Lakers’ Derek Fisher says this won’t be his last season
Could this be the end of the NBA line for Derek Fisher?
Not in his eyes.
Could this be his last season playing for the Lakers?
That’s possible, Fisher acknowledged.
But right now, Fisher isn’t thinking that he’s 35, that he’s a 14-year veteran, that he doesn’t have a contract beyond this season with the Lakers.
Fisher’s thoughts are on helping the Lakers win consecutive championships, on playing his best to help the cause.
He made his case Sunday, scoring 11 points, hitting the back-breaking three-pointer late that helped push the Lakers to an 87-79 victory over the Oklahoma City Thunder in Game 1 of a Western Conference first-round series Sunday at Staples Center.
“I put aside as far as me thinking this could be it in terms of my last postseason playing basketball,” Fisher said. “I know for sure that’s not true.
“This is the last year on my contract. I know I want to play basketball after this. I will play basketball as long as somebody is willing to offer me a job. But that doesn’t mean that it’s going to be on a team that can win a championship.
“So, from that perspective now is the only thing that matters. You can’t think about next year. You can’t think about the past. It’s just about right now.”
Fisher has had his share of big plays, of making big shots for the Lakers during the 11 seasons he has played for the team.
Fisher made two memorable three-pointers in Game 4 of the NBA Finals last June against the Orlando Magic, one that tied the score to send the game into overtime and another that gave the Lakers breathing room in OT.
So it didn’t come as a surprise Sunday that Fisher stepped into that void again.
The Lakers were holding a seven-point lead late in the game and now were in need of a good shot.
Fisher dribbled the ball upcourt and surveyed the Thunder defense. He knew there were multiple options in the “set” they were going to run on this trip downcourt.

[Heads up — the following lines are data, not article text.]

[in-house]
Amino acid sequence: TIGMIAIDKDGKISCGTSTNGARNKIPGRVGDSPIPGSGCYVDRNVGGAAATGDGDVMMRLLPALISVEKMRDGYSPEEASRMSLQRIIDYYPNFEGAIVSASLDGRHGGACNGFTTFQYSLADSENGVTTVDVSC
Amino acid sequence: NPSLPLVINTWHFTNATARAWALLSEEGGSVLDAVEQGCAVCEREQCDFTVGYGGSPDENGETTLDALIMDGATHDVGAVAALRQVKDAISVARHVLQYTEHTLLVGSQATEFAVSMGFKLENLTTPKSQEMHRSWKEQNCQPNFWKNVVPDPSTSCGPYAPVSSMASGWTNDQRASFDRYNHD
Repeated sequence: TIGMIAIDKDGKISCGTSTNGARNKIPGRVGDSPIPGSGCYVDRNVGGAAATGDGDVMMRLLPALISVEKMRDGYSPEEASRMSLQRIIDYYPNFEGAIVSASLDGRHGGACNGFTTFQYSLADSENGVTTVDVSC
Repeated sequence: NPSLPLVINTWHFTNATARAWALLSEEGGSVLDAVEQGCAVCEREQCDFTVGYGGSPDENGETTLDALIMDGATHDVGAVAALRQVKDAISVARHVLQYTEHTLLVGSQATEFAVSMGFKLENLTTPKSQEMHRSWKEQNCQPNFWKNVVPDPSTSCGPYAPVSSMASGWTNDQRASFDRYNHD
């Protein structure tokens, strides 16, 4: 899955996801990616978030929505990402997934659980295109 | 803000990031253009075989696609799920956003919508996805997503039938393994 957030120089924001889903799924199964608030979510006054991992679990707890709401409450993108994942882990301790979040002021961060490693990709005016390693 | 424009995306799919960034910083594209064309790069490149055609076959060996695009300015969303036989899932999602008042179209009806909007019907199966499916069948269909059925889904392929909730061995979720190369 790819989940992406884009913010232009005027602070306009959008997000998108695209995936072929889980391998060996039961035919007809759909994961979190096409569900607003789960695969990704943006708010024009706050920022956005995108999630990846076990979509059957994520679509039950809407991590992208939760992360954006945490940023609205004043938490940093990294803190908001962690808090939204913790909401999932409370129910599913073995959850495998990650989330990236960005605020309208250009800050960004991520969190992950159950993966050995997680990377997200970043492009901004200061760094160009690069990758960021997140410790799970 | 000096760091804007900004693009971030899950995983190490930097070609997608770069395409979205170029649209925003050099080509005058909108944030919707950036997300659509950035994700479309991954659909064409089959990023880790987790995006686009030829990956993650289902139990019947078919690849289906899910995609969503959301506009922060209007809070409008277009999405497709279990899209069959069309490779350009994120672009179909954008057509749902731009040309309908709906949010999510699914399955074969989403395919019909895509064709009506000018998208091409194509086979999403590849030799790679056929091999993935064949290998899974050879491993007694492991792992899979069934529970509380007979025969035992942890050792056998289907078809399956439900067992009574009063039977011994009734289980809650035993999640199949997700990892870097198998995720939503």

Fisher read the situation, noticing that Russell Westbrook was a few steps away, which gave Fisher room for a shot.
Fisher rose up and knocked down a 26-foot three-pointer that gave the Lakers an 84-74 lead with 1:30 remaining.
The officials reviewed the play, making sure it was a three-pointer. First, they it was ruled a two-pointer and then changed it back to a three-pointer after another review.
“I’m glad I was able to knock it down,” Fisher said, “and kind of help get a little bit more of a cushion on the game for us there in the fourth quarter.”
Fisher is earning $5 million this season, the last year of his deal.
He knows the Lakers may not ask him back next season.
“Yeah, I know, but that’s the reality of this business,” Fisher said. “I’ve tried to remind other guys as well. Last year we win the championship. This year we come back and Trevor [Ariza] is gone [to Houston]. So next year, somebody else at the table can be gone, regardless if we win or lose. That’s the reality of the business.
“That’s what you’ve got to carry with you in some of those regular-season games in February.
It’s just that you look up and you’re out on the floor with Kobe Bryant and Pau Gasol and Phil Jackson is your coach and you’re on national TV every night and everywhere you go the arena is sold out. You look up eight months later and you’re somewhere else. That’s a different world. I’ve been there. I’m not afraid of it, but I know the realities.”
Fisher departed the Lakers after the 2003-04 season.
After stops with the Golden State Warriors and Utah Jazz, Fisher made his way back to the Lakers in 2007.
He would like to finish his career with the Lakers.
One way or another, Fisher plans on playing again next season in the NBA.
“Yeah, for sure,” Fisher said. “That’s not a question.”